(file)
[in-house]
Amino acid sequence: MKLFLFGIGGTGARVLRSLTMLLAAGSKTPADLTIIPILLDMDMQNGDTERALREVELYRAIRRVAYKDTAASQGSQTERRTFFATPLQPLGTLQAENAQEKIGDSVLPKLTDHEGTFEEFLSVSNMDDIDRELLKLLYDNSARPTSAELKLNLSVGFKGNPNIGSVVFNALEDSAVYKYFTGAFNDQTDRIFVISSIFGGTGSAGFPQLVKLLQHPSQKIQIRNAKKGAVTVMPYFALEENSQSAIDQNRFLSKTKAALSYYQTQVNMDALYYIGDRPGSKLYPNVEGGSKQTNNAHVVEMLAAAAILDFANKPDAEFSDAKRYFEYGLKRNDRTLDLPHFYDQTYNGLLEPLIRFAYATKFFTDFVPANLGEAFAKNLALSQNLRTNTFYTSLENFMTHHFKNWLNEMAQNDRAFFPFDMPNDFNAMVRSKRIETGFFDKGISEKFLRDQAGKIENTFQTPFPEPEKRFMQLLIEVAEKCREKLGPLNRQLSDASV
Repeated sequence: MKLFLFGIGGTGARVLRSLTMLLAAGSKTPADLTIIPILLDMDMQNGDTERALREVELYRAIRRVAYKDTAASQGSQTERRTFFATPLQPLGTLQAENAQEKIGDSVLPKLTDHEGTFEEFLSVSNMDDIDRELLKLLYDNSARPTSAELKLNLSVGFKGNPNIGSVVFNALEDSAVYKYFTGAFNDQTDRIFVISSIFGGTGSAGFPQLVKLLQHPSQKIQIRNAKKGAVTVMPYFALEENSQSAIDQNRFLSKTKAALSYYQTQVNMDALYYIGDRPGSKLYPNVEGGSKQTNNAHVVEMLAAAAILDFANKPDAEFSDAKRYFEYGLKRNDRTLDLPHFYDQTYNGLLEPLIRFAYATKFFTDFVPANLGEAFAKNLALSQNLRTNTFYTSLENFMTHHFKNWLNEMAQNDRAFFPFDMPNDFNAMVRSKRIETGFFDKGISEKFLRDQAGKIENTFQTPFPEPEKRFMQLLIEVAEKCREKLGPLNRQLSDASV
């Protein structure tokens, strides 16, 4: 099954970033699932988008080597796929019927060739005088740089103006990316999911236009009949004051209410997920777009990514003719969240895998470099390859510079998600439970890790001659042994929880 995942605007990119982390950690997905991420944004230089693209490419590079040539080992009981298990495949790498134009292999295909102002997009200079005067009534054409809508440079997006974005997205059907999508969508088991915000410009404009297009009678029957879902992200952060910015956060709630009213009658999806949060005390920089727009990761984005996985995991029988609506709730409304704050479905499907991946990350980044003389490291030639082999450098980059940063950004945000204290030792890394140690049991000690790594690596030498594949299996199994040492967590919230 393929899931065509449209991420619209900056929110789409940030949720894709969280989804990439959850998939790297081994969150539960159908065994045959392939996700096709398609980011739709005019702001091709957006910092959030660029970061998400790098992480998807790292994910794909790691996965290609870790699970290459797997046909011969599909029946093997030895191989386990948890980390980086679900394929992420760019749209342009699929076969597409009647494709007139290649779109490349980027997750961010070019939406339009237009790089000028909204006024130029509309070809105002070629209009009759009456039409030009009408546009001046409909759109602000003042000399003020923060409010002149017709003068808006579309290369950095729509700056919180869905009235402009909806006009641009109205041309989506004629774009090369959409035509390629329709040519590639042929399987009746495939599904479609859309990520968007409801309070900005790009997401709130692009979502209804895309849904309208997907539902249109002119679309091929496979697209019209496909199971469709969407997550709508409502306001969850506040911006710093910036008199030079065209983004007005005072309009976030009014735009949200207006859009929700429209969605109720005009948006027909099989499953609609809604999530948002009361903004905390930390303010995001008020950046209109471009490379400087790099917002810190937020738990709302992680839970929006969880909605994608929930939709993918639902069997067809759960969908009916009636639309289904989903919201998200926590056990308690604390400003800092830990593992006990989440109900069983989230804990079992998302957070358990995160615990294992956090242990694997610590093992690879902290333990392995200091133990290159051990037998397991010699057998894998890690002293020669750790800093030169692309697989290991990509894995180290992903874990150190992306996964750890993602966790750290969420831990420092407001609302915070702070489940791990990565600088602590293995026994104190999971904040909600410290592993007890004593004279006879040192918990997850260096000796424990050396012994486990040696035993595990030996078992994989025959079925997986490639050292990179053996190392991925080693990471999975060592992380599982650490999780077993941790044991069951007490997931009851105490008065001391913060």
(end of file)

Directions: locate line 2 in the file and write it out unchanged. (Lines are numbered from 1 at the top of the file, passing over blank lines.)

Amino acid sequence: MKLFLFGIGGTGARVLRSLTMLLAAGSKTPADLTIIPILLDMDMQNGDTERALREVELYRAIRRVAYKDTAASQGSQTERRTFFATPLQPLGTLQAENAQEKIGDSVLPKLTDHEGTFEEFLSVSNMDDIDRELLKLLYDNSARPTSAELKLNLSVGFKGNPNIGSVVFNALEDSAVYKYFTGAFNDQTDRIFVISSIFGGTGSAGFPQLVKLLQHPSQKIQIRNAKKGAVTVMPYFALEENSQSAIDQNRFLSKTKAALSYYQTQVNMDALYYIGDRPGSKLYPNVEGGSKQTNNAHVVEMLAAAAILDFANKPDAEFSDAKRYFEYGLKRNDRTLDLPHFYDQTYNGLLEPLIRFAYATKFFTDFVPANLGEAFAKNLALSQNLRTNTFYTSLENFMTHHFKNWLNEMAQNDRAFFPFDMPNDFNAMVRSKRIETGFFDKGISEKFLRDQAGKIENTFQTPFPEPEKRFMQLLIEVAEKCREKLGPLNRQLSDASV